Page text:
Thursday, September 21, 2023

Hulk (Didn't) Smash


By the turn of the century, you and I had seen and likely enjoyed any number of stories featuring clashes between the Thing and the Hulk--two classic characters who, despite having long since settled the question of who was the more powerful, still managed to convey the possibility of an upset with each clash or, at the very least, give us our money's worth more often than not with some new twist on the circumstances which brought them into conflict once more. But in late 2004, a four-issue limited series appeared on the racks with a story which some of us might have considered unorthodox, even for this pair.

Right away, you've likely already discerned artist Jae Lee's hand here, whose work you may remember from The Sentry from 2000 as well as 1998's The Inhumans, and who here brings his unconventional style to two men who look distinctly different from the characters who put their stamp on the comics of the '60s, '70s and '80s. In this series, Lee handles full pencils and inks (as he did on the prior works), while this time joining with writer Bruce Jones to craft a tale that frankly takes some patience to get through. That's not to say there's not something here for Hulk/Thing fans--but when you find yourself in full agreement with the Hulk who's all but demanding that the Thing get to the point, already after covering roughly half the series with little progress on that front, you'll either be more determined to see where it's all going, or reach for your back issue of Fantastic Four #112 and better days.

If nothing else, the approach that Jones and Lee take to open "Hard Knocks" is an attention grabber, considering the characters involved aren't exactly known for their congeniality. Or, to paraphrase an old joke, "Stop me if you've heard this one. Two man-monsters end up at a hole in the wall..."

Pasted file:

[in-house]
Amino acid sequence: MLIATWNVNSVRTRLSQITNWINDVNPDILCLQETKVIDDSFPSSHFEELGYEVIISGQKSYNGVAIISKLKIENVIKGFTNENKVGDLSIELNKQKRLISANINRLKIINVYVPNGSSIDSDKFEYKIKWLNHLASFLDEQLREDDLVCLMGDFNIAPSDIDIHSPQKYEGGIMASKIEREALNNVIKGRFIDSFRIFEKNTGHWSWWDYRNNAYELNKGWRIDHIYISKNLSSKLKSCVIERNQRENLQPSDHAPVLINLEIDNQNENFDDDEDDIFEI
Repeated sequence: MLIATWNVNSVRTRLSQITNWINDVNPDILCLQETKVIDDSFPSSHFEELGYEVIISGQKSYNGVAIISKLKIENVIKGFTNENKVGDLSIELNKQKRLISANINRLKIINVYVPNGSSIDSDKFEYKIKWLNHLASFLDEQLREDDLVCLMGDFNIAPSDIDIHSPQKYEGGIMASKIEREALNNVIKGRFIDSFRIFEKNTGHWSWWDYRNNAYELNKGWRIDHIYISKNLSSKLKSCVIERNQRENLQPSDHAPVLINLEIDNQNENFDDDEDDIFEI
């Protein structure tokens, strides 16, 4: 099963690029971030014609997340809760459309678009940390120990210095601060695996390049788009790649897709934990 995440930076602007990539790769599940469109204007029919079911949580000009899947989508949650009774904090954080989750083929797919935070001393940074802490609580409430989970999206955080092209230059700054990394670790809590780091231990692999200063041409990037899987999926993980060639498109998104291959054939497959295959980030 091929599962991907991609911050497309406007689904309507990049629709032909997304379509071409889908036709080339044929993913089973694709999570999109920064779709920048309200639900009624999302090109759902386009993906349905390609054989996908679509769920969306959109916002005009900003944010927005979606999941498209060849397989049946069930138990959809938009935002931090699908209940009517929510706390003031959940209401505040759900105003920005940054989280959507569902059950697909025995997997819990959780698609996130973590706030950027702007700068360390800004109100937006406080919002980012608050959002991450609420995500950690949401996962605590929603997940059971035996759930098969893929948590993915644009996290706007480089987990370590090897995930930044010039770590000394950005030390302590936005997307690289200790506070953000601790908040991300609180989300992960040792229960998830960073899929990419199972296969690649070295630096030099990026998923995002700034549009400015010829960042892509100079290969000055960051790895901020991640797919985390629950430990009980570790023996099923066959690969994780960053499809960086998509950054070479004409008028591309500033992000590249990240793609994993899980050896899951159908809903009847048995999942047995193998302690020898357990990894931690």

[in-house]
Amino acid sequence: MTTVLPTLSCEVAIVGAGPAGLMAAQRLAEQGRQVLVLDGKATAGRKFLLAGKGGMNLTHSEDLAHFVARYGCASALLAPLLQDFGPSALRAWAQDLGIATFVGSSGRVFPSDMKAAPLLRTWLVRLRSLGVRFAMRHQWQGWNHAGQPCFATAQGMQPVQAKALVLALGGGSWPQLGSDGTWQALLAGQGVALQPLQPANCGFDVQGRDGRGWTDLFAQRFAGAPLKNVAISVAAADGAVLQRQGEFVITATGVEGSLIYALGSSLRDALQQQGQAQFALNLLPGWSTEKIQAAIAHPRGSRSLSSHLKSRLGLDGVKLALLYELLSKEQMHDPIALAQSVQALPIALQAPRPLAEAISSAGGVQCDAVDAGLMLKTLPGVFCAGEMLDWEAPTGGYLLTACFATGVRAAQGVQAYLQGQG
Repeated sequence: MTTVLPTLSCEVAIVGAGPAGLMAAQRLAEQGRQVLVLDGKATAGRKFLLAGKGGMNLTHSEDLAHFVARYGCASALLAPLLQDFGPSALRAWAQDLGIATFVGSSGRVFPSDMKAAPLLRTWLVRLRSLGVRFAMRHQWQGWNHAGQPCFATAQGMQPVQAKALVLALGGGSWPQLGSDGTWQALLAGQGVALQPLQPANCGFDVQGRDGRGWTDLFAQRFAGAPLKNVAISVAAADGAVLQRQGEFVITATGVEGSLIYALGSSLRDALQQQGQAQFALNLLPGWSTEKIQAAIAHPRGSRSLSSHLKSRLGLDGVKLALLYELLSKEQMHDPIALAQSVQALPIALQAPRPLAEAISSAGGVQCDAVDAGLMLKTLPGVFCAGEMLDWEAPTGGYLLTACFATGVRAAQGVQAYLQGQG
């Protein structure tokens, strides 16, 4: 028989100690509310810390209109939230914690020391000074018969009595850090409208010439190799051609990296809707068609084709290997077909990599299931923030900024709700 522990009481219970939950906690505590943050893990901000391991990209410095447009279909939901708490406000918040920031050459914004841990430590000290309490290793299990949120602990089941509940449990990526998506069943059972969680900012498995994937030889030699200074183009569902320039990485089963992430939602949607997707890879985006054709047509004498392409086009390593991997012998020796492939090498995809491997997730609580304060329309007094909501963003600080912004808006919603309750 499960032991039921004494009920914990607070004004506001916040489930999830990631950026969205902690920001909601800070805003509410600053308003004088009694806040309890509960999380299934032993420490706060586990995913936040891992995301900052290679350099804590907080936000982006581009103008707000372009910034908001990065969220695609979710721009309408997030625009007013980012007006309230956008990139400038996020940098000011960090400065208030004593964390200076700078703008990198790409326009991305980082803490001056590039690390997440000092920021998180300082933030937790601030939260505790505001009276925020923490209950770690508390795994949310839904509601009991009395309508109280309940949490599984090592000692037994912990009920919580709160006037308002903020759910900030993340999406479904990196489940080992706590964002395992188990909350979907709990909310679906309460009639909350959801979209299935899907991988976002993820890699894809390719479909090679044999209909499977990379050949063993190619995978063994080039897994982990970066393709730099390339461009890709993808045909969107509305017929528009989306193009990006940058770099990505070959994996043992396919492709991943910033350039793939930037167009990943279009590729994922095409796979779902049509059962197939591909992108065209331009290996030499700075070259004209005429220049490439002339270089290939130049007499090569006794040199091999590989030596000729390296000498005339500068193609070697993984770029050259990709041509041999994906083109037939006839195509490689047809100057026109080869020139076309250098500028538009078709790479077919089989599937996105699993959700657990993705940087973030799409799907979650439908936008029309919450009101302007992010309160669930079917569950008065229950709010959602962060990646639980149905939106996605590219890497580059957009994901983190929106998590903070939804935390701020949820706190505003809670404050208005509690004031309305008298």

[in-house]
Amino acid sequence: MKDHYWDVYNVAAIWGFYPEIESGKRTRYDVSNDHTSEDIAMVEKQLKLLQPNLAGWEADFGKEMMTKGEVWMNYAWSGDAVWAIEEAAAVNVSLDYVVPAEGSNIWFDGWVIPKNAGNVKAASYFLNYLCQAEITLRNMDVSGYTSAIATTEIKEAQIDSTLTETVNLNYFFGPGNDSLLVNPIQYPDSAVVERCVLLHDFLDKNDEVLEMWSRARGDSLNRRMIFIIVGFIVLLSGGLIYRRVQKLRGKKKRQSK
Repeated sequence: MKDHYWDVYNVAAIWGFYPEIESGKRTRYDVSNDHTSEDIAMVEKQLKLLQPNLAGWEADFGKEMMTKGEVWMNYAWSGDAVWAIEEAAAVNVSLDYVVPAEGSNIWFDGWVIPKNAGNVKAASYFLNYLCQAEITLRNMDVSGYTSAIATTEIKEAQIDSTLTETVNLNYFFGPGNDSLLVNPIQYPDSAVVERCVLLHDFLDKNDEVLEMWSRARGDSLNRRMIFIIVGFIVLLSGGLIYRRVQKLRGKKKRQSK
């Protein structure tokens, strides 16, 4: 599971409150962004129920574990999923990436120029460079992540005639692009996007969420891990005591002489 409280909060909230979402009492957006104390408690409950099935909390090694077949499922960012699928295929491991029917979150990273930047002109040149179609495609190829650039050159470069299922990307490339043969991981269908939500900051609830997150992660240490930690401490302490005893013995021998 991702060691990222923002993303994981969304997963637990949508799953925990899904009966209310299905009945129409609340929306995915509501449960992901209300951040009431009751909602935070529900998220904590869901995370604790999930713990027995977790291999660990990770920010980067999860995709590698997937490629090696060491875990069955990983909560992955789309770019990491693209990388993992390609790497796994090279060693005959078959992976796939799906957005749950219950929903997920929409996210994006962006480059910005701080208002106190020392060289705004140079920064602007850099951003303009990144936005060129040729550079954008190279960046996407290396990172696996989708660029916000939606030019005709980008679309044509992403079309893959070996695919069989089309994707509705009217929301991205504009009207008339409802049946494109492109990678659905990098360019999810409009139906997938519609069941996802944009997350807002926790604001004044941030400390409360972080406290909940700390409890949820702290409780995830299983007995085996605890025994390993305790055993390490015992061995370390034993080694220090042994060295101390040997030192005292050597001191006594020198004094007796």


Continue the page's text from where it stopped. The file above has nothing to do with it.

Heh, the "Hard Rocks Cafe"--drawing us in with a double pun. Nicely played, Mr. Lee.

There are two other stories taking place within "Hard Knocks" which are central to its core issue, both of them having occurred in the FF's book early in the team's career--segments from "Prisoners of Doctor Doom!" from 1962, and 1963's "The Incredible Hulk," each of them now revealed as having a profound effect on the Thing's self-esteem (at least in Jones' eye--you don't find a hint of it in the original stories, in either dialog or from the Thing himself). After Ben refreshes the Hulk on the details of the first such tale, the Hulk believes he has enough information to leap to a conclusion as to Ben's motivations for seeking him out.

By now, hostilities have broken out between these men at least twice, due to venting frustration or the Hulk making clear that he is not Bruce Banner as the Thing knows to be otherwise. But after Ben corrects the Hulk on a certain point regarding their battle history and insinuates that he has, indeed, beaten his green-skinned opponent in the past, he's then obliged to move on to the second story, in which the team first met the Hulk when they were called in by General Ross to assist in acts of sabotage against the general's base--which Ross had attributed to the Hulk, but were committed by a spy named Karl Kort, aka "the Wrecker" (not to be confused with the later villain who did his wrecking with a crowbar).

As we've seen, the Hulk and the Thing were on the same page in recalling those events, and the course of their battle up to the point where the team regrouped and went after the Wrecker. But Ben now appears to offer irrefutable proof that the battle between himself and the Hulk ended differently.

And after Ben offers a second picture from the same source which shows Ben bending over his defeated opponent, the Hulk reacts with predictable outrage.